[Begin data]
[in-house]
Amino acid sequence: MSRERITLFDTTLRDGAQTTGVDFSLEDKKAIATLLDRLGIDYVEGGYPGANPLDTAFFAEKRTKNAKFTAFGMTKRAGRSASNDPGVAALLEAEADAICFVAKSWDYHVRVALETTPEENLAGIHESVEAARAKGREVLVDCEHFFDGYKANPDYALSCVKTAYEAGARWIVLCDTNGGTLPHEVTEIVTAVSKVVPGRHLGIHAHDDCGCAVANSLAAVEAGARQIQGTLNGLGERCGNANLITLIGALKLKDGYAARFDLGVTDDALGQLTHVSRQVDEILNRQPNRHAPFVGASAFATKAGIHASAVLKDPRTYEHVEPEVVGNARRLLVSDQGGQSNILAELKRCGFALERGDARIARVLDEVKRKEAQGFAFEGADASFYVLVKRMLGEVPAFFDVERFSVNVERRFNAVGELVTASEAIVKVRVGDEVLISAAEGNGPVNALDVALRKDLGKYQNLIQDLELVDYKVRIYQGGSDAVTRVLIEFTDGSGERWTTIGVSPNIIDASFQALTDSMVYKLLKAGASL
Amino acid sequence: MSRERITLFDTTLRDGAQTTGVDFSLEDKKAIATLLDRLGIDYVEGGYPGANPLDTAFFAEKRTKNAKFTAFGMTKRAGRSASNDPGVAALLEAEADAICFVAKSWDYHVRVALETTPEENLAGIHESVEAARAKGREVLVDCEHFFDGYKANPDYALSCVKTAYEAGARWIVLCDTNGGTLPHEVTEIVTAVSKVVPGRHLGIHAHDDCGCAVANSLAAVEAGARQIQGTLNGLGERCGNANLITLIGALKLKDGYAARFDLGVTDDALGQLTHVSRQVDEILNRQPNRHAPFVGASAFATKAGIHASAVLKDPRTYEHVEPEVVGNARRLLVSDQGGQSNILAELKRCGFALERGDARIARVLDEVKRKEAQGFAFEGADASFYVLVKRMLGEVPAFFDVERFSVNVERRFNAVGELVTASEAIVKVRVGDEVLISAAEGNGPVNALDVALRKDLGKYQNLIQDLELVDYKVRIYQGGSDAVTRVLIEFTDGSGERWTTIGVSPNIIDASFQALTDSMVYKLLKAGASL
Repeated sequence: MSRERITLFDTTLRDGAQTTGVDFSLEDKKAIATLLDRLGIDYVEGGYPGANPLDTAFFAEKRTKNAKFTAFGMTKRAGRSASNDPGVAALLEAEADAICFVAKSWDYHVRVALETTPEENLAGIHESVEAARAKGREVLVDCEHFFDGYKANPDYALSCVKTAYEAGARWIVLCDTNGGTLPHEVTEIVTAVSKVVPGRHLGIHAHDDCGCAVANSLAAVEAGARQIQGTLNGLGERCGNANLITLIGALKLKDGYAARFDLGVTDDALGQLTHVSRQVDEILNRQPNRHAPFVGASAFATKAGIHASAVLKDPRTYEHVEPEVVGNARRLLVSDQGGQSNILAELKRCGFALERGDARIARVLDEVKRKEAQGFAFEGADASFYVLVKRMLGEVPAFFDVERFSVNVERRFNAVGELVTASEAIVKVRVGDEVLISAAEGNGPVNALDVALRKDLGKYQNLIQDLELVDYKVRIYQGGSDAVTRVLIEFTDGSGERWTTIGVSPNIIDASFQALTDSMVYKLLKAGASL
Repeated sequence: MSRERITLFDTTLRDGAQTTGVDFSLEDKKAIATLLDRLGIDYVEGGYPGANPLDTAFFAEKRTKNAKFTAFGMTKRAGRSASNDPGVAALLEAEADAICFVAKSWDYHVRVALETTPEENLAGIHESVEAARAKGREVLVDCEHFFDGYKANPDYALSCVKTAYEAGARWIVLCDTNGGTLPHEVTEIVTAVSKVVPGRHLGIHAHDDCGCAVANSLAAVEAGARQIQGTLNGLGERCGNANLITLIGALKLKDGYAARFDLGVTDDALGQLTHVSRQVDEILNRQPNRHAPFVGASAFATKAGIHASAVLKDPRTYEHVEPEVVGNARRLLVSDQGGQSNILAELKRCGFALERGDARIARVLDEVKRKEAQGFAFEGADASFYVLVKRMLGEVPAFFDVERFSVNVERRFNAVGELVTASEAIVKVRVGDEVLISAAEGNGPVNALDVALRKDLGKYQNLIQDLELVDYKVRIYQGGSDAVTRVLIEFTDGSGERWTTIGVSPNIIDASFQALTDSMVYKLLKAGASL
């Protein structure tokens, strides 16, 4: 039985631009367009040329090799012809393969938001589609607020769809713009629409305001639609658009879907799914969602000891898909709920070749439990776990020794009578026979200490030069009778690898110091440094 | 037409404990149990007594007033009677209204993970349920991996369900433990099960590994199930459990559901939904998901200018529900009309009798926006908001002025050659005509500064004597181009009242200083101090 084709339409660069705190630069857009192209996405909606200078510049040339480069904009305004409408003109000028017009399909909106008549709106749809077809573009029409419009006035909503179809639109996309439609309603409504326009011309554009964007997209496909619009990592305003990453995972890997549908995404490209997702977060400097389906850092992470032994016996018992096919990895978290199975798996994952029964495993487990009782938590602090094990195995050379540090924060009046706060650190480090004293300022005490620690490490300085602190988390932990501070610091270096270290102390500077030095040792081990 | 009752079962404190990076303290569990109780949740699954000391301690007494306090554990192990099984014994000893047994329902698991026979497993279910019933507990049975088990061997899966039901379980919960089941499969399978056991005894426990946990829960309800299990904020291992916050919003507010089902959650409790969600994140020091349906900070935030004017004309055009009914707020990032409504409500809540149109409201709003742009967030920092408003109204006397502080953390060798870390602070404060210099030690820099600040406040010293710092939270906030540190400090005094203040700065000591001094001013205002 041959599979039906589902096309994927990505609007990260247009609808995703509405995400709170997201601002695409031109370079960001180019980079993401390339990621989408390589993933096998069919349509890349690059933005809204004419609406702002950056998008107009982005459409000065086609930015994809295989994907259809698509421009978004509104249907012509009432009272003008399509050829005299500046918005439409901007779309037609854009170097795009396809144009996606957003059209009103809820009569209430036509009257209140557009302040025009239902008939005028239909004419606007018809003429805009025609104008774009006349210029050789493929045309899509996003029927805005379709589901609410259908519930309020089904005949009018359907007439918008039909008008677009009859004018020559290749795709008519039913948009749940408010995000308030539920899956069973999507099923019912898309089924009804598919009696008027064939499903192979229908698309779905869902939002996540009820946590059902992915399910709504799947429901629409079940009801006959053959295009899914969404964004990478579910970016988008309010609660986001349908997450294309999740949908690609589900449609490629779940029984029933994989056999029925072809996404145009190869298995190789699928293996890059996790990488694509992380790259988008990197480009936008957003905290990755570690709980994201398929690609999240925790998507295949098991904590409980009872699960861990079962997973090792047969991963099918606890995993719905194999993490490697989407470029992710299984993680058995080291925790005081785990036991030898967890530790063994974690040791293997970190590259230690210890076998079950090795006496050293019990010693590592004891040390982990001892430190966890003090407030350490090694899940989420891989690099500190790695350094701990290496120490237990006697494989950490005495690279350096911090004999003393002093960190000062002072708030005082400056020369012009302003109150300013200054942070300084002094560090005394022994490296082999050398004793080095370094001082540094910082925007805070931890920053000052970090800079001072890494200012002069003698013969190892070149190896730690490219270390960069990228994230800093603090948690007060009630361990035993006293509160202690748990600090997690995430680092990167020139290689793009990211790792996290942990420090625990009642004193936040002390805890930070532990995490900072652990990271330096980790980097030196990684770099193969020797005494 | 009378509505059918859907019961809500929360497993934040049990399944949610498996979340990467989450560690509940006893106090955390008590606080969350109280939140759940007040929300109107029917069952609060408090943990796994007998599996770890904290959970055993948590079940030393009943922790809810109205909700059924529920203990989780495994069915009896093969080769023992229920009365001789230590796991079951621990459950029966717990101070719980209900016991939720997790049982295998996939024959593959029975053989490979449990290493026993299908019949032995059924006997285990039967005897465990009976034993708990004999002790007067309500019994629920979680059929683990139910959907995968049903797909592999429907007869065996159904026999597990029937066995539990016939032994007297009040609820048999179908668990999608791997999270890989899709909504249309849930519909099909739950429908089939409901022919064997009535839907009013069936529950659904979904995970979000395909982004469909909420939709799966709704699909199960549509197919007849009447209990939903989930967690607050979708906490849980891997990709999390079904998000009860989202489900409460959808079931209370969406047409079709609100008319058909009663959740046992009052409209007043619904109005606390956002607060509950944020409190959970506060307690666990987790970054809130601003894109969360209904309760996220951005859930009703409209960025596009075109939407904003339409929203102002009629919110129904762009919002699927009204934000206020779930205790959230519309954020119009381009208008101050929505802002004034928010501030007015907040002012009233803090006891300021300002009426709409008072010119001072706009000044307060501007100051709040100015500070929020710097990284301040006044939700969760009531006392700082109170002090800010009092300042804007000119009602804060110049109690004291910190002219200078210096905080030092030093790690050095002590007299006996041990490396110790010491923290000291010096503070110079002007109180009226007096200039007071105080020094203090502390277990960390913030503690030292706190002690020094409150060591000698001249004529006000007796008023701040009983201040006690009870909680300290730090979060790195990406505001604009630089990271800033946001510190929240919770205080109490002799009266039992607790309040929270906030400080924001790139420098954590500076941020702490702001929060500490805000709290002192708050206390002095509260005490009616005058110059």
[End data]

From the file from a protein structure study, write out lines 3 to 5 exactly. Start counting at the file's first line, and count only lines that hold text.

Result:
Amino acid sequence: MSRERITLFDTTLRDGAQTTGVDFSLEDKKAIATLLDRLGIDYVEGGYPGANPLDTAFFAEKRTKNAKFTAFGMTKRAGRSASNDPGVAALLEAEADAICFVAKSWDYHVRVALETTPEENLAGIHESVEAARAKGREVLVDCEHFFDGYKANPDYALSCVKTAYEAGARWIVLCDTNGGTLPHEVTEIVTAVSKVVPGRHLGIHAHDDCGCAVANSLAAVEAGARQIQGTLNGLGERCGNANLITLIGALKLKDGYAARFDLGVTDDALGQLTHVSRQVDEILNRQPNRHAPFVGASAFATKAGIHASAVLKDPRTYEHVEPEVVGNARRLLVSDQGGQSNILAELKRCGFALERGDARIARVLDEVKRKEAQGFAFEGADASFYVLVKRMLGEVPAFFDVERFSVNVERRFNAVGELVTASEAIVKVRVGDEVLISAAEGNGPVNALDVALRKDLGKYQNLIQDLELVDYKVRIYQGGSDAVTRVLIEFTDGSGERWTTIGVSPNIIDASFQALTDSMVYKLLKAGASL
Repeated sequence: MSRERITLFDTTLRDGAQTTGVDFSLEDKKAIATLLDRLGIDYVEGGYPGANPLDTAFFAEKRTKNAKFTAFGMTKRAGRSASNDPGVAALLEAEADAICFVAKSWDYHVRVALETTPEENLAGIHESVEAARAKGREVLVDCEHFFDGYKANPDYALSCVKTAYEAGARWIVLCDTNGGTLPHEVTEIVTAVSKVVPGRHLGIHAHDDCGCAVANSLAAVEAGARQIQGTLNGLGERCGNANLITLIGALKLKDGYAARFDLGVTDDALGQLTHVSRQVDEILNRQPNRHAPFVGASAFATKAGIHASAVLKDPRTYEHVEPEVVGNARRLLVSDQGGQSNILAELKRCGFALERGDARIARVLDEVKRKEAQGFAFEGADASFYVLVKRMLGEVPAFFDVERFSVNVERRFNAVGELVTASEAIVKVRVGDEVLISAAEGNGPVNALDVALRKDLGKYQNLIQDLELVDYKVRIYQGGSDAVTRVLIEFTDGSGERWTTIGVSPNIIDASFQALTDSMVYKLLKAGASL
Repeated sequence: MSRERITLFDTTLRDGAQTTGVDFSLEDKKAIATLLDRLGIDYVEGGYPGANPLDTAFFAEKRTKNAKFTAFGMTKRAGRSASNDPGVAALLEAEADAICFVAKSWDYHVRVALETTPEENLAGIHESVEAARAKGREVLVDCEHFFDGYKANPDYALSCVKTAYEAGARWIVLCDTNGGTLPHEVTEIVTAVSKVVPGRHLGIHAHDDCGCAVANSLAAVEAGARQIQGTLNGLGERCGNANLITLIGALKLKDGYAARFDLGVTDDALGQLTHVSRQVDEILNRQPNRHAPFVGASAFATKAGIHASAVLKDPRTYEHVEPEVVGNARRLLVSDQGGQSNILAELKRCGFALERGDARIARVLDEVKRKEAQGFAFEGADASFYVLVKRMLGEVPAFFDVERFSVNVERRFNAVGELVTASEAIVKVRVGDEVLISAAEGNGPVNALDVALRKDLGKYQNLIQDLELVDYKVRIYQGGSDAVTRVLIEFTDGSGERWTTIGVSPNIIDASFQALTDSMVYKLLKAGASL